Thailand Imposes Media and Internet Speech Restrictions in Wake of Coup

By: nart on 22 September 2006
Posted in Thailand, Asia

The military junta that deposed controversial Thai Prime Minister Thaksin Shinawatra earlier this week has revoked all laws in the country and issued its own vague media restrictions requiring all media outlets to self-censor. Media are required to report only "positive" news and to refrain from reporting information that would "disturb the peace"--that is, news that portrays Thaksin or his allies in a positive light, or criticizes the junta, is illegal. "We want to give the media full freedom, but at this point as the situation is not normal yet, we have to seek media cooperation,'' Surasant Kongsiri, the junta's assistant spokesman said. "At this stage we are receiving very good cooperation from all. Please write positively.'' On September 19, the military leaders interrupted television and radio broadcasts for several hours, and there were reports of soldiers "guarding" newsrooms.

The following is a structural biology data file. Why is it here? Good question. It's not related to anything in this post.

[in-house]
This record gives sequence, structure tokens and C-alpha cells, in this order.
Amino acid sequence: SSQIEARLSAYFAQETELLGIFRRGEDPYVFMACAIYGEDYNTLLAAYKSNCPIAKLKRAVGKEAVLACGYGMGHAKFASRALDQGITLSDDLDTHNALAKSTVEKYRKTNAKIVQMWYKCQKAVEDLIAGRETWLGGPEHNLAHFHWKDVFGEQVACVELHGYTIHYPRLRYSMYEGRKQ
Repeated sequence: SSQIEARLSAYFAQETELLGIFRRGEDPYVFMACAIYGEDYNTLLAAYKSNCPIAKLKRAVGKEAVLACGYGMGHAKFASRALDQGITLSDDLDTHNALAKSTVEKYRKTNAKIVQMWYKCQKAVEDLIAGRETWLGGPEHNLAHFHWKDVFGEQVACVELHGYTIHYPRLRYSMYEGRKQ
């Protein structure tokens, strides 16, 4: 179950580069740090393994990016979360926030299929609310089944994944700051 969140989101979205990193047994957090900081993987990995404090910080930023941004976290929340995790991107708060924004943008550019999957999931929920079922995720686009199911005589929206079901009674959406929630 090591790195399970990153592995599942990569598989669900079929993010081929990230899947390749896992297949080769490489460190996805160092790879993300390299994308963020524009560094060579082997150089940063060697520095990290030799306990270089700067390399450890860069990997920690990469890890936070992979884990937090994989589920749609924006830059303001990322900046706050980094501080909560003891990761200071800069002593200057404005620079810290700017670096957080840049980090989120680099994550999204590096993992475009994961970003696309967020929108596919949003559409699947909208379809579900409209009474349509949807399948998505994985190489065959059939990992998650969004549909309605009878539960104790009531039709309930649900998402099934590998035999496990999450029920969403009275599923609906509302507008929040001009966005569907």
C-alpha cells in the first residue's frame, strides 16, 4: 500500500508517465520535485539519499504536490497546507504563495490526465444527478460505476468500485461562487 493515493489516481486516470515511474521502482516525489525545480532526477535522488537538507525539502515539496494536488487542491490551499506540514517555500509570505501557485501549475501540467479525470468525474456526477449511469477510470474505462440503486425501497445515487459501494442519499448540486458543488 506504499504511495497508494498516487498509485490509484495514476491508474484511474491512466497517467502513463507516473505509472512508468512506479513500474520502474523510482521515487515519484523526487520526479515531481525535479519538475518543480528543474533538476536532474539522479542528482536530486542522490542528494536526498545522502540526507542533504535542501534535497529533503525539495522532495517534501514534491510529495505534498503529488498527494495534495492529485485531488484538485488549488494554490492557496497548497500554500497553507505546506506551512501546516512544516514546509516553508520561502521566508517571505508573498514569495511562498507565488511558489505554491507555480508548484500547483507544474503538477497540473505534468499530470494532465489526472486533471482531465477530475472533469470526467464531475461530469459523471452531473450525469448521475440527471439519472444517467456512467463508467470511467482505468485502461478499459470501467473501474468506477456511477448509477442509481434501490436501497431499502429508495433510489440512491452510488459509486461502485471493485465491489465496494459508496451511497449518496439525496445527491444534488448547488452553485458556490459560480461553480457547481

Websites in Thailand are also under scrutiny, with at least one local English-language blog--19Sep--ordered to shut down for running content contrary to the new government guidelines for media and speech. Attempting to access the blog now leads to an error page. The Southeast Asian Press Alliance (SEAPA) is reporting on its blog that hundreds of community radio stations have been shut down and self-censorship is increasing across the board as the media situation in Thailand "deteriorates".